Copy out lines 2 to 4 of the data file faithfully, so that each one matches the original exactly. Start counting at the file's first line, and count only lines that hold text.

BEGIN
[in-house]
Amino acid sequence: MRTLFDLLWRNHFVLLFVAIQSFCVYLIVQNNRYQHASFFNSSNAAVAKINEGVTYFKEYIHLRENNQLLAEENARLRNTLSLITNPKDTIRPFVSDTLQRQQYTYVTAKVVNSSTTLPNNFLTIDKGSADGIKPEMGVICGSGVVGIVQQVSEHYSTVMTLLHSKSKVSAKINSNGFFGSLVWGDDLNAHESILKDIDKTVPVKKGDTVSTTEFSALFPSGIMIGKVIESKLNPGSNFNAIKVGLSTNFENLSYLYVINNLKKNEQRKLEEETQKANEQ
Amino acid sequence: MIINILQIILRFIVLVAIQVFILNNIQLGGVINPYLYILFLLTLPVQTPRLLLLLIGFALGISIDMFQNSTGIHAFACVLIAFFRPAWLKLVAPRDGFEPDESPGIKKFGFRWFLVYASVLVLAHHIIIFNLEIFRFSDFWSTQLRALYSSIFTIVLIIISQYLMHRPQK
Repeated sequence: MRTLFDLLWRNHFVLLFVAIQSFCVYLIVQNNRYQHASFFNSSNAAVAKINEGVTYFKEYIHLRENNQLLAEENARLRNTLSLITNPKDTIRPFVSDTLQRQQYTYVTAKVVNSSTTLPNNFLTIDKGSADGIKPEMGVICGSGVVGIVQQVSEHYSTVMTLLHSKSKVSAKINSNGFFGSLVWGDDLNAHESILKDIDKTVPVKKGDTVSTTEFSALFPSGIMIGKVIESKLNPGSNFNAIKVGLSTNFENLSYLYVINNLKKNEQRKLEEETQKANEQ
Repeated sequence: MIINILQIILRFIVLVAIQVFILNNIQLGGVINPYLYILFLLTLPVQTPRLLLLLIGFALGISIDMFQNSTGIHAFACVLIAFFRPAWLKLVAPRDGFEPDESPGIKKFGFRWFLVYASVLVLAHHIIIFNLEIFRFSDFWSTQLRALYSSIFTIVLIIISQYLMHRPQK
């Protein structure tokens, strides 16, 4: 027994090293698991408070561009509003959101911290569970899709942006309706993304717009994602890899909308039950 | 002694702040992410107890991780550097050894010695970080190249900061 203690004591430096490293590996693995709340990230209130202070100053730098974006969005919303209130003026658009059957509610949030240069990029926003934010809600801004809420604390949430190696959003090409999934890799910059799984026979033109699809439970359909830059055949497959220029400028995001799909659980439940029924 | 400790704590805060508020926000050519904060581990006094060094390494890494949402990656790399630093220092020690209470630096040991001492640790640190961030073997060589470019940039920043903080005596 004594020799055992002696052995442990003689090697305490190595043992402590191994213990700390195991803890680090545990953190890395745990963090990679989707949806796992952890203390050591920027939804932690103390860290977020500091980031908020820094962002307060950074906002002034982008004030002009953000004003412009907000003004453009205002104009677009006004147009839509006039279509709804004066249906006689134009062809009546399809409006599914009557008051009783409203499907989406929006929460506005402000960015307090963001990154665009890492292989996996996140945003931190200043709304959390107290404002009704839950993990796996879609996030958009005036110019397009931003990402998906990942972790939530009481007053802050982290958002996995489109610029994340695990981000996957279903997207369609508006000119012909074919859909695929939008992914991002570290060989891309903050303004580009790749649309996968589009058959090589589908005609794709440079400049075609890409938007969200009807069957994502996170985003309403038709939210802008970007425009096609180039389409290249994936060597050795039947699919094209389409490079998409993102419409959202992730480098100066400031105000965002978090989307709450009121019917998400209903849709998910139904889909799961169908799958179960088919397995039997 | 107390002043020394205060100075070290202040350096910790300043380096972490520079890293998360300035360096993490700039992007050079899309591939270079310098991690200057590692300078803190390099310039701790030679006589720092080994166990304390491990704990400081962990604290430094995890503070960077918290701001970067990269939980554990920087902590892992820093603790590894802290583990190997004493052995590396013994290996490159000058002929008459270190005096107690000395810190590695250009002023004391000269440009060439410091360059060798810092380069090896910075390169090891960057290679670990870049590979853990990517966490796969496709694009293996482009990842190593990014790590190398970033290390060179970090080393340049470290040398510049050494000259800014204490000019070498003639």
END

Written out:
Amino acid sequence: MRTLFDLLWRNHFVLLFVAIQSFCVYLIVQNNRYQHASFFNSSNAAVAKINEGVTYFKEYIHLRENNQLLAEENARLRNTLSLITNPKDTIRPFVSDTLQRQQYTYVTAKVVNSSTTLPNNFLTIDKGSADGIKPEMGVICGSGVVGIVQQVSEHYSTVMTLLHSKSKVSAKINSNGFFGSLVWGDDLNAHESILKDIDKTVPVKKGDTVSTTEFSALFPSGIMIGKVIESKLNPGSNFNAIKVGLSTNFENLSYLYVINNLKKNEQRKLEEETQKANEQ
Amino acid sequence: MIINILQIILRFIVLVAIQVFILNNIQLGGVINPYLYILFLLTLPVQTPRLLLLLIGFALGISIDMFQNSTGIHAFACVLIAFFRPAWLKLVAPRDGFEPDESPGIKKFGFRWFLVYASVLVLAHHIIIFNLEIFRFSDFWSTQLRALYSSIFTIVLIIISQYLMHRPQK
Repeated sequence: MRTLFDLLWRNHFVLLFVAIQSFCVYLIVQNNRYQHASFFNSSNAAVAKINEGVTYFKEYIHLRENNQLLAEENARLRNTLSLITNPKDTIRPFVSDTLQRQQYTYVTAKVVNSSTTLPNNFLTIDKGSADGIKPEMGVICGSGVVGIVQQVSEHYSTVMTLLHSKSKVSAKINSNGFFGSLVWGDDLNAHESILKDIDKTVPVKKGDTVSTTEFSALFPSGIMIGKVIESKLNPGSNFNAIKVGLSTNFENLSYLYVINNLKKNEQRKLEEETQKANEQ